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Exquisite Excess 

Moulin Rouge (PG-13)
20th Century Fox

What a glorious mess!

Aussie director Baz Luhrmann (Strictly Ballroom and William Shakespeare's Romeo and Juliet) has once again pulled out the stops, lending overwrought, operatic tendencies to a simple tale, creating a film universe that is crowded, hyperactive, sodden with color and immersed in song.

I recommend you sink into your chair and just let it wash over you. Otherwise you might get a headache. Luhrmann's work should be approached as a sensuous, not a rational experience.

His previous films, though not actually musicals, have leaned heavily on a musical soundtrack to at once shock and comfort the audience, providing a quality of sing-along recognition while mixing up genres and periods. Moulin Rouge is a full-fledged musical where the characters break into song and dance when the moment demands.

A melodramatic mix of the Orpheus myth and La Bohme, the film takes us to Paris, 1899, and the Bohemian scene in Montmartre with the legendary nightclub, the Moulin Rouge, as its centerpiece. Ewan McGregor is Christian, a young penniless poet from the countryside, descending into the decadent underground world of artists, absinthe, truth, beauty, freedom and, above all things, love. Nicole Kidman is Satine, star of the Moulin Rouge stage and famed courtesan, who is dying of tuberculosis but wants, above all things, a chance at being a real actress. Satine is managed by Zidler, impresario of the club, played by British stage actor Jim Broadbent (Topsy-Turvy), and is desired by the churlish Duke of Worcester, a pale and skeletal Richard Roxburgh. John Leguizamo, whizzing around on his knees, plays famed artist Henri de Toulouse Lautrec, whose band of friends embraces young Christian, determining on first meeting him that he should write the show that will bring dramatic glory to Satine, if only they can find a way to finance it.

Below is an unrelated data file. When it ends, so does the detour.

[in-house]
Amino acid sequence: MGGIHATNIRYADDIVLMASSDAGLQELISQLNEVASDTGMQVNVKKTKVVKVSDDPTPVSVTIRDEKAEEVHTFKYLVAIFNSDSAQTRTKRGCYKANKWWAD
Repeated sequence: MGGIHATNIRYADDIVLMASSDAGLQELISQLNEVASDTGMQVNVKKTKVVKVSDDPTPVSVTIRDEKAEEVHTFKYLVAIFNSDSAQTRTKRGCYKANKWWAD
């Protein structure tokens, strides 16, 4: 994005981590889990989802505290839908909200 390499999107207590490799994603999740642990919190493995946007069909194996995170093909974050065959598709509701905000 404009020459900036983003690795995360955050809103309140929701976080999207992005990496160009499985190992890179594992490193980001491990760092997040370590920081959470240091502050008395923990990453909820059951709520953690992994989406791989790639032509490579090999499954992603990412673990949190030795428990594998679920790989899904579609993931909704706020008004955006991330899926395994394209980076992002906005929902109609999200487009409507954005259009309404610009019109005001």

The Duke cuts a deal with Zidler -- he'll finance the play if he can also have the exclusive favors of Satine. But Satine has fallen for Christian who is secretly teaching her the power of love -- Luhrmann's be-all and end-all, boldly resounding through most scenes in the film.

Luhrmann's frenetic cutting style, combined with elaborate sets that look like velvet-esconced Victorian valentines, keep the eye busy with almost more than it can handle. The viewer may feel that he's missing half the film, there's so much to see, but everything eventually sinks in. As with Luhumann's other films, walking away from this one leaves you saturated in the imagery it stays with you for days and re-emerges in pleasant memory.

Kidman's Satine is sultry and cool onstage, but touchingly sweet when she is wooed by Christian. McGregor's vocal strength is a pleasant surprise and his acting is endearing throughout. Together, they pull off the romantic musical scenes with a fresh ease and warmth.

Broadbent is the perfect comic foil. His musical numbers, like most of the others, are contemporary '70s and '80s pop tunes, and I guarantee you'll never forget his rendition of Madonna's "Like a Virgin." The Police's "Roxanne" makes for a spectacular tango scene and Kidman's rendition of "Diamonds Are a Girl's Best Friend" is cleverly balanced by a chorus of "Material Girl." A melange of contemporary love songs, cooed by McGregor from the Paris rooftops, sets old man moon smiling.

To accuse Moulin Rouge of excess is a little like saying the sun is too bright, the rain too wet. Luhrmann's manic visual style is unique in filmmaking, and stands as a testimony to what a director of unfettered imagination can do with costumes, sets, cameras and actors.

If this is too much, then I want more.

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